The Feel Institute

Busting the myths that lie to us

For as long as I can remember, I knew that seeing a single, solidarity magpie was bad luck.

As a child, the nursery rhyme was both superstition and fact. I believed it to be true, and why wouldn’t I?

For those not familiar it goes like this:

One for sorrow, two for joy, three for a girl, four for a boy…..

I didn’t really understand the three or four, nor the 5 or more magpies, but that one for sorrow stuck, and for the next 40 years, whenever I saw a single magpie I nervously, anxiously, scanned for another to break the curse of sorrow.

A couple of years ago, in my quest to further understand the words we use, what they mean, and generally how to communicate better, I realised how divisive a request for alone time could be. When I wanted to spend some time by myself, and voiced this to others, all too often it seemed to land as not wanting to be with them, rather than me wanting to have some alone time with me.

I changed the, ‘I want to spend some time alone’ to ‘I need Sue solo time’. The difference was huge. It turned out a whole new dialogue was available around the importance of spending time with yourself and this vital act of self care.

What the fuck has this got to do with magpies?

Well, earlier this year, I’m heading out from home on a beautiful late morning and I spot a solo magpie, and, for the first time, I asked myself why. If me being solo was a essential part of living a healthy life, why was it not ok for a magpie to be solo? When I am wandering around doing my solo thing, 99% of the time, I am not sad. There is no sorrow. There is integration, relaxation, enjoying, being nosy, people watching, following impulses. The list goes on.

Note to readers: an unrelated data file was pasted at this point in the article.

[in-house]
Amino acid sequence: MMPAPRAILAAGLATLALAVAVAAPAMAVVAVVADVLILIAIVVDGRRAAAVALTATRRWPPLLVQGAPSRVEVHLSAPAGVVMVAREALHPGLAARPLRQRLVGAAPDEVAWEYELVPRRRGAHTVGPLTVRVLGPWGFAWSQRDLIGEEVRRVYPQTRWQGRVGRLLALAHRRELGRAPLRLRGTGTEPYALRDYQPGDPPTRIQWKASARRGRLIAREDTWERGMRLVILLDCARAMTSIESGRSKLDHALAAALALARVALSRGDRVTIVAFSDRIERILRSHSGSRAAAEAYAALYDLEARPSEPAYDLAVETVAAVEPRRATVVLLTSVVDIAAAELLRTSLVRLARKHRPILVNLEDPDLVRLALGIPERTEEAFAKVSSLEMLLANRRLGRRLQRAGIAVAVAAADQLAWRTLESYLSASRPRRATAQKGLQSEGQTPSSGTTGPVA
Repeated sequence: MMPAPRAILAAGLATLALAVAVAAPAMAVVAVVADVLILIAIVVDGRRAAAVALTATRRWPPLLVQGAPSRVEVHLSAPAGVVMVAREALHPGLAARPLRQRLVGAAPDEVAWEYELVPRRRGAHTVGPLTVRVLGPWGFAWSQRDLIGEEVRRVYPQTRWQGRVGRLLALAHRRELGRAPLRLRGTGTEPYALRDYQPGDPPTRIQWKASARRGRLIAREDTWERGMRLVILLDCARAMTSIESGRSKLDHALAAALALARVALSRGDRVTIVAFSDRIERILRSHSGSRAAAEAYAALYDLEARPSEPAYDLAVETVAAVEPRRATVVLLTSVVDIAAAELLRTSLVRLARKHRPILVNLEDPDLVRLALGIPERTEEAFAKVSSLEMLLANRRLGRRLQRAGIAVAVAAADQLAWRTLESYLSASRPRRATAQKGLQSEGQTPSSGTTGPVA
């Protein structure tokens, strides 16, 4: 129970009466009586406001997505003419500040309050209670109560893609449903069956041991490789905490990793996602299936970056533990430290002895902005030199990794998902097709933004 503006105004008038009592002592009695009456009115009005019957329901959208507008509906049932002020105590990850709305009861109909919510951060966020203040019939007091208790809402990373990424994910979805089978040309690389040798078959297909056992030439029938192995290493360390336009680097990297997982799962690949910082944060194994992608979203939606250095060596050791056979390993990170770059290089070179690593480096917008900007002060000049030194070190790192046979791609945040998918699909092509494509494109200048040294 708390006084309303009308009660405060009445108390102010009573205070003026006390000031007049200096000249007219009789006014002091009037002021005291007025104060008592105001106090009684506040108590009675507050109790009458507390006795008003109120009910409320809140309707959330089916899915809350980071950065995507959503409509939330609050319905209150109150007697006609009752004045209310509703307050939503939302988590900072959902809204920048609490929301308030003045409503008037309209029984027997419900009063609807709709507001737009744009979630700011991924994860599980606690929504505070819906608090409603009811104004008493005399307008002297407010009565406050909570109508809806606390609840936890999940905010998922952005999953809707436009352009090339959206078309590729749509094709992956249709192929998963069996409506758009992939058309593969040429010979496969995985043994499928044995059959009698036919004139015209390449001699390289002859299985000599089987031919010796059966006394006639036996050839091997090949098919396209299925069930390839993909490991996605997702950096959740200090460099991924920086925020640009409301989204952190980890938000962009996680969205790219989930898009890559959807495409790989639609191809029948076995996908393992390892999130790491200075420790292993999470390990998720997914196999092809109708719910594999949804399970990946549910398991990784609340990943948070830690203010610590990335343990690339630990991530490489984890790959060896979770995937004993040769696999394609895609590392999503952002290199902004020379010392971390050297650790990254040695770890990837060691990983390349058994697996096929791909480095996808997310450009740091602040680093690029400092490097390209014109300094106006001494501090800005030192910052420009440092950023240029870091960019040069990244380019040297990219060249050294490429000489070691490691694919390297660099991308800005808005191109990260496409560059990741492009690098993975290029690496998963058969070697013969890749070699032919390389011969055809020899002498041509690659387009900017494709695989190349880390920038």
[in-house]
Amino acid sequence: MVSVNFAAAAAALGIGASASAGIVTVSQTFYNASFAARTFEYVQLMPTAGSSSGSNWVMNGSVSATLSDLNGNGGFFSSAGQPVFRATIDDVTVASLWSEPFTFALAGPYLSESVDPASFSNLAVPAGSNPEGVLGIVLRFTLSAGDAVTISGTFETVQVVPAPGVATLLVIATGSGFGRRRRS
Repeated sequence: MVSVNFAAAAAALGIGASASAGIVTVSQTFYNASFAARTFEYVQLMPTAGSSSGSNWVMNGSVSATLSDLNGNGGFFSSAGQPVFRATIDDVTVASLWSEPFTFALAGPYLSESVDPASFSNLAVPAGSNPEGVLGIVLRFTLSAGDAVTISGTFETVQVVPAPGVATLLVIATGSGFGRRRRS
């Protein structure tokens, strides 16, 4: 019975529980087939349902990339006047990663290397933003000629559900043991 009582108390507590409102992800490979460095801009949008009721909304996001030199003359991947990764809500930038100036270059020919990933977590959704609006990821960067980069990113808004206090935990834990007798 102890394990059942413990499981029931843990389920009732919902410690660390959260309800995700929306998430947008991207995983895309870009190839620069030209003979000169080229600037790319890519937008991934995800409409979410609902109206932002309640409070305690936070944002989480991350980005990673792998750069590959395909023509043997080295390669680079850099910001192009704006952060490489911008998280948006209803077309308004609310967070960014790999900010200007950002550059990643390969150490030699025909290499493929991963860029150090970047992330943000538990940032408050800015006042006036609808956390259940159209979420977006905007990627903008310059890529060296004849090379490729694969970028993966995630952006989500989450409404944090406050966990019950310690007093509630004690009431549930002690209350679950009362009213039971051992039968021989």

I realised, that seeing a solo magpie might be this precious, dying earths way of saying, ‘Sue, keep doing what you are doing’ or ‘Sue, how about some solo time to get back in touch with yourself?’. Over the next day or so, every time I saw a solo magpie, I smiled and felt a wave of connection with it and myself.

A couple of days later, a pair of magpies arrived on the roof of the building directly opposite my living room window. I’ve lived in this home for 11 years. They’ve been based around that roof every since.

I couldn’t help but think that acceptance and awareness of the beauty, and necessity, of our solo time, allows us to be in healthy connection with others.

I wonder what impact, that myth of one being for sorrow, has had on me and others brought up with this way of thinking.

I also noticed that the version of the rhyme that predates ‘three for a girl, and four for a boy’, was ‘three for a funeral, four for a birth’. I will save my thoughts on that for another article…to be continued.

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